Caring for elderly relatives should be a valid reason to work flexible hours, and bosses need to be accommodating the Health Secretary Jeremy Hunt has said.
Hunt said an impending "dementia time bomb" meant a change of attitude was urgently needed towards working carers, in an interview with the Daily Telegraph.
And with the number of people caring for loved ones who suffer dementia set to increase by a quarter up to 850,000, Hunt stressed that the economy would be hurt if they were forced to give up work.
He said: "A lot of employers have embraced flexible working policies, but some are simply not prepared for the scale of the dementia time bomb. None of us can afford to ignore this problem.
"Too many people feel unable to combine caring for a family member with working - this will only get worse as we face the consequences of a dementia time bomb."
The Health Secretary was speaking ahead of the publication next week of a report by the Department of Health, charity Carers UK and Employers for Carers which will claim £1.3 billion in public money could be saved each year through flexibility.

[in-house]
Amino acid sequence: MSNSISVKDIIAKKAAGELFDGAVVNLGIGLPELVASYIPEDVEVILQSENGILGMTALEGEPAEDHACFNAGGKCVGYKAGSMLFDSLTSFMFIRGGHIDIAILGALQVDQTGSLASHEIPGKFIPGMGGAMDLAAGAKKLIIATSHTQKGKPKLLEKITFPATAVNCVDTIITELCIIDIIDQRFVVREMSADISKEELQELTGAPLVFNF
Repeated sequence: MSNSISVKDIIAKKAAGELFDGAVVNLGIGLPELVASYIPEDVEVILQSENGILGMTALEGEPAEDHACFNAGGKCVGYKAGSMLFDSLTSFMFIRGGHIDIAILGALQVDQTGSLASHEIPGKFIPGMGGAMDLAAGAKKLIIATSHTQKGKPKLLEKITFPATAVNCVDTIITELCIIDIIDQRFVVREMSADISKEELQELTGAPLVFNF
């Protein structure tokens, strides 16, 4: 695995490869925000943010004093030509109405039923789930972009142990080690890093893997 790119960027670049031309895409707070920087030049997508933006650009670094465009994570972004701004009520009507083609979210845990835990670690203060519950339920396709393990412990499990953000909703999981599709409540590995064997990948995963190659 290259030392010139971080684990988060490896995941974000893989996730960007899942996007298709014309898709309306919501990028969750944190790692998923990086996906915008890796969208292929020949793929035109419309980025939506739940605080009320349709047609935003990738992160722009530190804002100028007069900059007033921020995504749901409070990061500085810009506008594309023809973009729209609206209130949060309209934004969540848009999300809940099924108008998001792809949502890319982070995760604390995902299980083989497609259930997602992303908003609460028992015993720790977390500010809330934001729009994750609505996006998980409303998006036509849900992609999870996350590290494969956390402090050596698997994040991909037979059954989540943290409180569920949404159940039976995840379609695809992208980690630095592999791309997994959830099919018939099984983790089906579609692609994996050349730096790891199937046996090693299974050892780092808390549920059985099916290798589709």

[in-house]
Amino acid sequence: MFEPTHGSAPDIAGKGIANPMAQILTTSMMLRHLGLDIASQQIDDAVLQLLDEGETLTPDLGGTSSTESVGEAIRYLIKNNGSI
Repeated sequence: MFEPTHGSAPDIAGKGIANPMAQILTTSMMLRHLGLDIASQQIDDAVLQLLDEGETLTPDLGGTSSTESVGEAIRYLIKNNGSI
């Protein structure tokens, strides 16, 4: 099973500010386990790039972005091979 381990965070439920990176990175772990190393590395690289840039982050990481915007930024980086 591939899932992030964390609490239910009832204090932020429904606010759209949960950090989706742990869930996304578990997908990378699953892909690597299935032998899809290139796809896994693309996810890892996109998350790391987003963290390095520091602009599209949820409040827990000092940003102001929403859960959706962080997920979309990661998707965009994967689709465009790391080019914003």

It comes after the 2011 census showed that there are about 6.5 million people in Britain with caring responsibilities, an increase of 10% over a decade.
Carers UK claims that two million of those people have left work entirely to care, with another three million reducing their working hours.
Legislation introduced by Labour already allows parents with young children and those who look after sick, frail or disabled relatives to request special working arrangements.
That includes working flexible hours, job sharing, part time work and the chance to concentrate work into certain times of the year or days of the week.